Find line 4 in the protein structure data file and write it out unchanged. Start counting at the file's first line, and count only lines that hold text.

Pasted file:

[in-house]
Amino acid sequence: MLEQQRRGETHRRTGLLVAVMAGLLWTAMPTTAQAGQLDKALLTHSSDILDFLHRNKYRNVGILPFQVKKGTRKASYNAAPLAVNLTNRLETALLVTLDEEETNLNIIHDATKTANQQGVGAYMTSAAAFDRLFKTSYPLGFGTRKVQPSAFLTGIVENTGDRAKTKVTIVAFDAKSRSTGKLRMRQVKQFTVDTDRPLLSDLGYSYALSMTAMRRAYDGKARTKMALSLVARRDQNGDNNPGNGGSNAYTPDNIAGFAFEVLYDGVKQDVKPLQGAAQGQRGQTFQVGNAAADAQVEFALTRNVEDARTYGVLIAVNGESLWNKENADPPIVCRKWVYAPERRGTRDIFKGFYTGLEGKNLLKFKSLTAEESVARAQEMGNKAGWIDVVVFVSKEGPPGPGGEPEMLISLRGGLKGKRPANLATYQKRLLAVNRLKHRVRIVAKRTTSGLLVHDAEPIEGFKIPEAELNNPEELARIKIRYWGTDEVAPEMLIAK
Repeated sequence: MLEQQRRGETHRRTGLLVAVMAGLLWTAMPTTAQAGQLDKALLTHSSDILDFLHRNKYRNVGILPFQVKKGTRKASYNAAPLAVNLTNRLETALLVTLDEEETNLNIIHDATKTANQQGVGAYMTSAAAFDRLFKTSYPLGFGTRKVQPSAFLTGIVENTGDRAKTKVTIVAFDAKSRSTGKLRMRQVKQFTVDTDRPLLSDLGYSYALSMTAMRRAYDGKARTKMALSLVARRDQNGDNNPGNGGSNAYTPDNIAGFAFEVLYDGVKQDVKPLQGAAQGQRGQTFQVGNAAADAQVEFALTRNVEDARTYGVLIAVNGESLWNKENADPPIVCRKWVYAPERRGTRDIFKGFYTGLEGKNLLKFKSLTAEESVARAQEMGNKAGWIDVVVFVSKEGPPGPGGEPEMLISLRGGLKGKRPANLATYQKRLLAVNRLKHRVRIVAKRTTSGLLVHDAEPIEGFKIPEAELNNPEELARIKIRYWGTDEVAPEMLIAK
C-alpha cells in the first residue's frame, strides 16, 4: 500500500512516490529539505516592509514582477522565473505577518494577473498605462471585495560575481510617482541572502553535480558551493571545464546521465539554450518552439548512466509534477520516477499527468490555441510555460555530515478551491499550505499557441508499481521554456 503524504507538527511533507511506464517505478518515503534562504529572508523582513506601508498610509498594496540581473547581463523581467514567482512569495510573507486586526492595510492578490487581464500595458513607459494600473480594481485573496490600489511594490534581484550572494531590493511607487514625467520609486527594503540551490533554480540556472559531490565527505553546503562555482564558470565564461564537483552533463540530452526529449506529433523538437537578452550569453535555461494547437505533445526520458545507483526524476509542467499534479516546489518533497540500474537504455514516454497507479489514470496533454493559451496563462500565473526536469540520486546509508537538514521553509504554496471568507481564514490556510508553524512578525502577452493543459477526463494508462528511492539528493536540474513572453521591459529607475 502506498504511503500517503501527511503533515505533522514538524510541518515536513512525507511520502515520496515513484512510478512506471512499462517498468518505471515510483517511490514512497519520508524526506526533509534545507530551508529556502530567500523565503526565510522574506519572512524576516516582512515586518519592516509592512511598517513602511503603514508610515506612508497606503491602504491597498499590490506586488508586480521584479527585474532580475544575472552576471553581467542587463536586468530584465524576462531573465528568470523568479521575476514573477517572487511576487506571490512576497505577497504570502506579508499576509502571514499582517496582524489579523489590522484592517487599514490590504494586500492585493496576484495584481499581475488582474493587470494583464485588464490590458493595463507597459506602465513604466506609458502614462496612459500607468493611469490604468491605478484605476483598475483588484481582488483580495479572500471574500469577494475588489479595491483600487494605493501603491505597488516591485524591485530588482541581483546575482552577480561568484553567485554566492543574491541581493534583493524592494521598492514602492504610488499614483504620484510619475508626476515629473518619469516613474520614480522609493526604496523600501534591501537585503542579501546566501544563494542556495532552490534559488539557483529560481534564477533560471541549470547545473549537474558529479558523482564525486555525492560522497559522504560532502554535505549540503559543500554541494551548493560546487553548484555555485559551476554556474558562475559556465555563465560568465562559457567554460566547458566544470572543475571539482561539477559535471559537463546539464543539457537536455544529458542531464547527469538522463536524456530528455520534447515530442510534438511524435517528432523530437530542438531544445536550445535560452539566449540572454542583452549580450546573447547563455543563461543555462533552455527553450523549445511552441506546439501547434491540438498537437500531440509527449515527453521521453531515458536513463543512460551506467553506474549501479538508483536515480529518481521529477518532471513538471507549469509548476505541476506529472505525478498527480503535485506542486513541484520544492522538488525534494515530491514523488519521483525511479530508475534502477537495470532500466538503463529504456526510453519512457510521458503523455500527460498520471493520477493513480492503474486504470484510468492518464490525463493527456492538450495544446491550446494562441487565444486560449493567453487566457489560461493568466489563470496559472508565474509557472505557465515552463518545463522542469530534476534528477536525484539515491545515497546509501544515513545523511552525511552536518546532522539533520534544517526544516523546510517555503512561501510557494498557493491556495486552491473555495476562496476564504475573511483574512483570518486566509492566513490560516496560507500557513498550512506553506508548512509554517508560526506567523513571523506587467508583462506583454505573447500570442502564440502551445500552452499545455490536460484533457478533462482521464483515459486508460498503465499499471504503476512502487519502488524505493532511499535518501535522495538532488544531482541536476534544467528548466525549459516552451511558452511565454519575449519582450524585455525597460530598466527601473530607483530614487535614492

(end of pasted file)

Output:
C-alpha cells in the first residue's frame, strides 16, 4: 500500500512516490529539505516592509514582477522565473505577518494577473498605462471585495560575481510617482541572502553535480558551493571545464546521465539554450518552439548512466509534477520516477499527468490555441510555460555530515478551491499550505499557441508499481521554456 503524504507538527511533507511506464517505478518515503534562504529572508523582513506601508498610509498594496540581473547581463523581467514567482512569495510573507486586526492595510492578490487581464500595458513607459494600473480594481485573496490600489511594490534581484550572494531590493511607487514625467520609486527594503540551490533554480540556472559531490565527505553546503562555482564558470565564461564537483552533463540530452526529449506529433523538437537578452550569453535555461494547437505533445526520458545507483526524476509542467499534479516546489518533497540500474537504455514516454497507479489514470496533454493559451496563462500565473526536469540520486546509508537538514521553509504554496471568507481564514490556510508553524512578525502577452493543459477526463494508462528511492539528493536540474513572453521591459529607475 502506498504511503500517503501527511503533515505533522514538524510541518515536513512525507511520502515520496515513484512510478512506471512499462517498468518505471515510483517511490514512497519520508524526506526533509534545507530551508529556502530567500523565503526565510522574506519572512524576516516582512515586518519592516509592512511598517513602511503603514508610515506612508497606503491602504491597498499590490506586488508586480521584479527585474532580475544575472552576471553581467542587463536586468530584465524576462531573465528568470523568479521575476514573477517572487511576487506571490512576497505577497504570502506579508499576509502571514499582517496582524489579523489590522484592517487599514490590504494586500492585493496576484495584481499581475488582474493587470494583464485588464490590458493595463507597459506602465513604466506609458502614462496612459500607468493611469490604468491605478484605476483598475483588484481582488483580495479572500471574500469577494475588489479595491483600487494605493501603491505597488516591485524591485530588482541581483546575482552577480561568484553567485554566492543574491541581493534583493524592494521598492514602492504610488499614483504620484510619475508626476515629473518619469516613474520614480522609493526604496523600501534591501537585503542579501546566501544563494542556495532552490534559488539557483529560481534564477533560471541549470547545473549537474558529479558523482564525486555525492560522497559522504560532502554535505549540503559543500554541494551548493560546487553548484555555485559551476554556474558562475559556465555563465560568465562559457567554460566547458566544470572543475571539482561539477559535471559537463546539464543539457537536455544529458542531464547527469538522463536524456530528455520534447515530442510534438511524435517528432523530437530542438531544445536550445535560452539566449540572454542583452549580450546573447547563455543563461543555462533552455527553450523549445511552441506546439501547434491540438498537437500531440509527449515527453521521453531515458536513463543512460551506467553506474549501479538508483536515480529518481521529477518532471513538471507549469509548476505541476506529472505525478498527480503535485506542486513541484520544492522538488525534494515530491514523488519521483525511479530508475534502477537495470532500466538503463529504456526510453519512457510521458503523455500527460498520471493520477493513480492503474486504470484510468492518464490525463493527456492538450495544446491550446494562441487565444486560449493567453487566457489560461493568466489563470496559472508565474509557472505557465515552463518545463522542469530534476534528477536525484539515491545515497546509501544515513545523511552525511552536518546532522539533520534544517526544516523546510517555503512561501510557494498557493491556495486552491473555495476562496476564504475573511483574512483570518486566509492566513490560516496560507500557513498550512506553506508548512509554517508560526506567523513571523506587467508583462506583454505573447500570442502564440502551445500552452499545455490536460484533457478533462482521464483515459486508460498503465499499471504503476512502487519502488524505493532511499535518501535522495538532488544531482541536476534544467528548466525549459516552451511558452511565454519575449519582450524585455525597460530598466527601473530607483530614487535614492